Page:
I'm designing a MIDI project using these SDS-50J connectors. The datasheet provides a suggested footprint diagram and labels the pins 1 through 5:

DIN-5 pinout

It does not, however, label the bottom-most two pins circled in red. Should I assume that these pins are for mounting only and should be left unconnected, or are they shield pins to be grounded on one end?

EDIT: You can see this pins on the photo, too:

Photo of DIN-5 connector

Also, this table on page 2 of the datasheet may provide a clue:

Materials table from datasheet


2 Answers 2


Those two pins are what the datasheet calls "earth pins". They connect to the metal shell of the DIN connector:

MIDI cable
image bv Opersing2688, CC BY-SA 3.0

In general, these DIN-style cables can have five data lines, and the outer shell can be connected to the cable's shield (if it has a shield), in which case it would usually be earthed.

However, with MIDI, there are only two data lines (on pins 4 and 5) that form the current loop, and pin 2 must be connected to the cable shield. In a MIDI cable, neither pins 1 and 3 nor the connector shield are connected to anything.
(For how to handle earthing of pin 2, see the Electrical Specification Update [2014] of the MIDI specification.)

For a MIDI connector, you could leave these pins open. However, ESD tests are done on the connector shell, so you might want to connect it to earth to prevent the ESD from arcing over to any of the data lines.


Those pins are just a physical anchor for the connector. They have no electrical function. (Although they might make contact with the metal shield of the mating plug, so it might be a good idea to ground them.)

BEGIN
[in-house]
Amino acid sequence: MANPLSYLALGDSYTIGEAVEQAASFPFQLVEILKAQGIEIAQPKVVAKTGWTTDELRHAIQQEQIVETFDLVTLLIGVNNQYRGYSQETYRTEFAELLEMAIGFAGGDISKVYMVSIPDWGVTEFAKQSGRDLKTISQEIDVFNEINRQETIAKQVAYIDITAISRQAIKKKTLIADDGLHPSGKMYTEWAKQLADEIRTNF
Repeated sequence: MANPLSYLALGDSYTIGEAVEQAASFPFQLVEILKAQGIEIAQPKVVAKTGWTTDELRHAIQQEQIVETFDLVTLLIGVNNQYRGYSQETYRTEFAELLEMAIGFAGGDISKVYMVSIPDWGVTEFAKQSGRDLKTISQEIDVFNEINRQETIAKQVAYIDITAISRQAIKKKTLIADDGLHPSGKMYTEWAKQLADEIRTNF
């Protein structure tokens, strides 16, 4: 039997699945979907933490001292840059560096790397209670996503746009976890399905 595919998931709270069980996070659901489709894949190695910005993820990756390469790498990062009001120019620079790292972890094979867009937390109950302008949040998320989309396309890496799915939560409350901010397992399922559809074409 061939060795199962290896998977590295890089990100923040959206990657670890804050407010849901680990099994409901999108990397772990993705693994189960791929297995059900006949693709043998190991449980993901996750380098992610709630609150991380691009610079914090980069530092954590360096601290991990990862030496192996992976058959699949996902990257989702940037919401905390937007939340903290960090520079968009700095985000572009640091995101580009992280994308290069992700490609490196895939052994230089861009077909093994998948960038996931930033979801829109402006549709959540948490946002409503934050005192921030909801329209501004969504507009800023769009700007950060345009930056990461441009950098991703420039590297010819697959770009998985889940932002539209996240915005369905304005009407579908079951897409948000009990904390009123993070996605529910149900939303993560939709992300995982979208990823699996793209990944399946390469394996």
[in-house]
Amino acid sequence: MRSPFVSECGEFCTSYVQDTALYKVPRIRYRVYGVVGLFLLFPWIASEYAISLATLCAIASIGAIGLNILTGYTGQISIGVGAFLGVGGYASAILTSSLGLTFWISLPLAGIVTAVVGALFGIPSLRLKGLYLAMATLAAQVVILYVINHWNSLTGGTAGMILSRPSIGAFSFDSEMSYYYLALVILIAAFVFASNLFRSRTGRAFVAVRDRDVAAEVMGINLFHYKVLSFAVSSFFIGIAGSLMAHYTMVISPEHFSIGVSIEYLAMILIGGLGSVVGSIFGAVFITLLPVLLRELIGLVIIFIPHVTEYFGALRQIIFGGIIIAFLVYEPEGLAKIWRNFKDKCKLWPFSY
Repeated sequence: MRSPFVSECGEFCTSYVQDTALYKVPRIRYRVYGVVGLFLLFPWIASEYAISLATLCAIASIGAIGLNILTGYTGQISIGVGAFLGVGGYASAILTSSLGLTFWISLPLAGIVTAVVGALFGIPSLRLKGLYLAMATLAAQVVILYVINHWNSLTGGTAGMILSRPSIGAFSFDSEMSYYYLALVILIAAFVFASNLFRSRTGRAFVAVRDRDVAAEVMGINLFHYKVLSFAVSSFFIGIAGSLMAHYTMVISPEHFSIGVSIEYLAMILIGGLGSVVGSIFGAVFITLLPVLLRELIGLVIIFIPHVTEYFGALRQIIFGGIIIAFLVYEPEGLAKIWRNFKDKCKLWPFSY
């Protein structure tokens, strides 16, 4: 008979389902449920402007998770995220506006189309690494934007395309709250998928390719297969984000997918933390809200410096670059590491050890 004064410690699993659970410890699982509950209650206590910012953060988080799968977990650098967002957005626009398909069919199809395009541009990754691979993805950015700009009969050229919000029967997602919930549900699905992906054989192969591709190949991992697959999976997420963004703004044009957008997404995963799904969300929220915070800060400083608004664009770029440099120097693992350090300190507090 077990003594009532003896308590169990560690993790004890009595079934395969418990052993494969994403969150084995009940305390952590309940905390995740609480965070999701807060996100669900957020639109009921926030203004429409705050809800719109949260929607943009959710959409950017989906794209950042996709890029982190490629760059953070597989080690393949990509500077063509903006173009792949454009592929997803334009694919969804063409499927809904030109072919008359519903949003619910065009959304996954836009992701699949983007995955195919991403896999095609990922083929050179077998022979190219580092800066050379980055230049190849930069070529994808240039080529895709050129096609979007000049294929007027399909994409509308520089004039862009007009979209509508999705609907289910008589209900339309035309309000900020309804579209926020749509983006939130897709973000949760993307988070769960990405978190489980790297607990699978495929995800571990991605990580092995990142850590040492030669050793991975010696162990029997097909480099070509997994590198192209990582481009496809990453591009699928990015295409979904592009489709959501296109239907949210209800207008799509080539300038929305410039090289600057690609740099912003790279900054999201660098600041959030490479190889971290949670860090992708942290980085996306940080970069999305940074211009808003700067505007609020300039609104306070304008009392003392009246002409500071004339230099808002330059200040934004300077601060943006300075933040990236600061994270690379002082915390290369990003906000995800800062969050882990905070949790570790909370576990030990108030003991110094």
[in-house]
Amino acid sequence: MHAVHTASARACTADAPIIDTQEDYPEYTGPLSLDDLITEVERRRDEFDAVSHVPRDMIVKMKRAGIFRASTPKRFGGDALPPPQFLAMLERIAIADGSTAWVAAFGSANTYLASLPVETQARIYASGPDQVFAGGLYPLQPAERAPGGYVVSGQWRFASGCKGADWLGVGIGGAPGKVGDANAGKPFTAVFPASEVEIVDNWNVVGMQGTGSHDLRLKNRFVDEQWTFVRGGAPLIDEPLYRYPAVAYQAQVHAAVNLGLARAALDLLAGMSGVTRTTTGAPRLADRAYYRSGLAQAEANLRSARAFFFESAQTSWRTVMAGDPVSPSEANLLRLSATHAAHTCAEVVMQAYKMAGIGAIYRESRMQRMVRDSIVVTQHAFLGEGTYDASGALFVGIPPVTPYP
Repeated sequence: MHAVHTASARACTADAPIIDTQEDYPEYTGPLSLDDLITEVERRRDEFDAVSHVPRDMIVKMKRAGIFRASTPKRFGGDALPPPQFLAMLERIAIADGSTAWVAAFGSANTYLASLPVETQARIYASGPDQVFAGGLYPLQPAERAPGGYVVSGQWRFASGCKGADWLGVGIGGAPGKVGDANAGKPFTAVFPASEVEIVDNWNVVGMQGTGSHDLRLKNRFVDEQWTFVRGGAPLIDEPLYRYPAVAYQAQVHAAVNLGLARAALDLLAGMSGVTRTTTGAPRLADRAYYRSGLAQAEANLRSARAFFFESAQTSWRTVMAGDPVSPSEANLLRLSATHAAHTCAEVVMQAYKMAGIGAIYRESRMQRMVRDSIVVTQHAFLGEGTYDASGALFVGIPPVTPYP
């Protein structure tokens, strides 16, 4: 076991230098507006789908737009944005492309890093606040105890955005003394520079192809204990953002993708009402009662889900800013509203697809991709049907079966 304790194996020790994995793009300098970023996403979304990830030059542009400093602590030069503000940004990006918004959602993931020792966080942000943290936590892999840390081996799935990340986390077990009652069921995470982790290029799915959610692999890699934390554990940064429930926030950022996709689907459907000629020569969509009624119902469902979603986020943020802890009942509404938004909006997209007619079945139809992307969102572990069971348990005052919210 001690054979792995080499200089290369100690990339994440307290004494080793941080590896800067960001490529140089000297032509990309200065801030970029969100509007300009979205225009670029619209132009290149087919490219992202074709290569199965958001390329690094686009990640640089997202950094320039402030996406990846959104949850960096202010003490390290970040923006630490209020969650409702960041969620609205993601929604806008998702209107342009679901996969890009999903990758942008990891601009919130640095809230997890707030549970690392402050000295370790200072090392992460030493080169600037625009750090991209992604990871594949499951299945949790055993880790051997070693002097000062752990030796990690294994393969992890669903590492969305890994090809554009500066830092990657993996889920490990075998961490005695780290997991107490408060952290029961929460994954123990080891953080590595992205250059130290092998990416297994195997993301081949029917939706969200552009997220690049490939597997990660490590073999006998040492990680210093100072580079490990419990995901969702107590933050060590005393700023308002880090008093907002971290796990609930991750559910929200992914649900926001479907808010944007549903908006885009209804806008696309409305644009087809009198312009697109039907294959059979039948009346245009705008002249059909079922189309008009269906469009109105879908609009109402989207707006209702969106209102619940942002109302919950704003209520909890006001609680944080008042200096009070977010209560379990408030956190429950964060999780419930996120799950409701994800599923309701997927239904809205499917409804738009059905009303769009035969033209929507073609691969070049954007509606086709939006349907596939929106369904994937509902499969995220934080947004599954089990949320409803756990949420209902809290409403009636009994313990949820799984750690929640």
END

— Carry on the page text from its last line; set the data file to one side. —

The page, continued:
• \$\begingroup\$ I think it may vary by connector vendor. The pictured one looks very much like those pins connect to a wiper that will contact the connector shell. Whether or not to connect it to anything in the circuit is a separate question that relates to the earthing of the connector and probably the cable screen and ground loop mitigations etc.. \$\endgroup\$
    – KalleMP
    Apr 11, 2018 at 18:26
  • \$\begingroup\$ MIDI signals use current loops and optocouplers, grounding is not necessary (and can even be detrimental due to ground loops) \$\endgroup\$
    – TEMLIB
    Apr 11, 2018 at 18:28
  • \$\begingroup\$ @KalleMP I doubt they constitute a switch. If you take a look at the manufacturer's website it lists 0 for 'Internal Switch(es)' for this part. \$\endgroup\$ Apr 11, 2018 at 18:41
  • \$\begingroup\$ @calcium3000 I was not thinking of switch contacts but earthing contacts. There are very few connectors besides circular jacks and barrel connectors that I have seen with insertion switches (figure 8 mains sockets are the other type I have seen). \$\endgroup\$
    – KalleMP
    Apr 11, 2018 at 18:48
  • \$\begingroup\$ @TEMLIB With MIDI grounding may be counterindicated but the connector is a DIN connector first and a MIDI connector second. The function of those solder pins is not designed for MIDI only. \$\endgroup\$
    – KalleMP
    Apr 11, 2018 at 18:50

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